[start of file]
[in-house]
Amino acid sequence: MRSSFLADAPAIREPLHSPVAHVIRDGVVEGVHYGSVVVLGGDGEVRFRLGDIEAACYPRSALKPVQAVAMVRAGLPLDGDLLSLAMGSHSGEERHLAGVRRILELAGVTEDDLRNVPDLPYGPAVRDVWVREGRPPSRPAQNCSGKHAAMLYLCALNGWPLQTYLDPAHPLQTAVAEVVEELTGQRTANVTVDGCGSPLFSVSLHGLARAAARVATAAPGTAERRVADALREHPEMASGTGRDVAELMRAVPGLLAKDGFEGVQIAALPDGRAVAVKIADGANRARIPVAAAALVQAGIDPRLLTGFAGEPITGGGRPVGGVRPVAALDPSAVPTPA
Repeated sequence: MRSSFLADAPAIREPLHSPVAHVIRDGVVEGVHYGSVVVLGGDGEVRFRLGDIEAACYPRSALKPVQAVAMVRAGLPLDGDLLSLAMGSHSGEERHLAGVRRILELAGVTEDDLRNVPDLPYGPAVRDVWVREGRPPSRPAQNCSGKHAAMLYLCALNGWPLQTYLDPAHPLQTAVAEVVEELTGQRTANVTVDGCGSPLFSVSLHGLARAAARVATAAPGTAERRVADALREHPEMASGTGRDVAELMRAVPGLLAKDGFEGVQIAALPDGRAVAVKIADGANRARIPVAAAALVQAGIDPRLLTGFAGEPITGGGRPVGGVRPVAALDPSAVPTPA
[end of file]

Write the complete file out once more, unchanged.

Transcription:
[in-house]
Amino acid sequence: MRSSFLADAPAIREPLHSPVAHVIRDGVVEGVHYGSVVVLGGDGEVRFRLGDIEAACYPRSALKPVQAVAMVRAGLPLDGDLLSLAMGSHSGEERHLAGVRRILELAGVTEDDLRNVPDLPYGPAVRDVWVREGRPPSRPAQNCSGKHAAMLYLCALNGWPLQTYLDPAHPLQTAVAEVVEELTGQRTANVTVDGCGSPLFSVSLHGLARAAARVATAAPGTAERRVADALREHPEMASGTGRDVAELMRAVPGLLAKDGFEGVQIAALPDGRAVAVKIADGANRARIPVAAAALVQAGIDPRLLTGFAGEPITGGGRPVGGVRPVAALDPSAVPTPA
Repeated sequence: MRSSFLADAPAIREPLHSPVAHVIRDGVVEGVHYGSVVVLGGDGEVRFRLGDIEAACYPRSALKPVQAVAMVRAGLPLDGDLLSLAMGSHSGEERHLAGVRRILELAGVTEDDLRNVPDLPYGPAVRDVWVREGRPPSRPAQNCSGKHAAMLYLCALNGWPLQTYLDPAHPLQTAVAEVVEELTGQRTANVTVDGCGSPLFSVSLHGLARAAARVATAAPGTAERRVADALREHPEMASGTGRDVAELMRAVPGLLAKDGFEGVQIAALPDGRAVAVKIADGANRARIPVAAAALVQAGIDPRLLTGFAGEPITGGGRPVGGVRPVAALDPSAVPTPA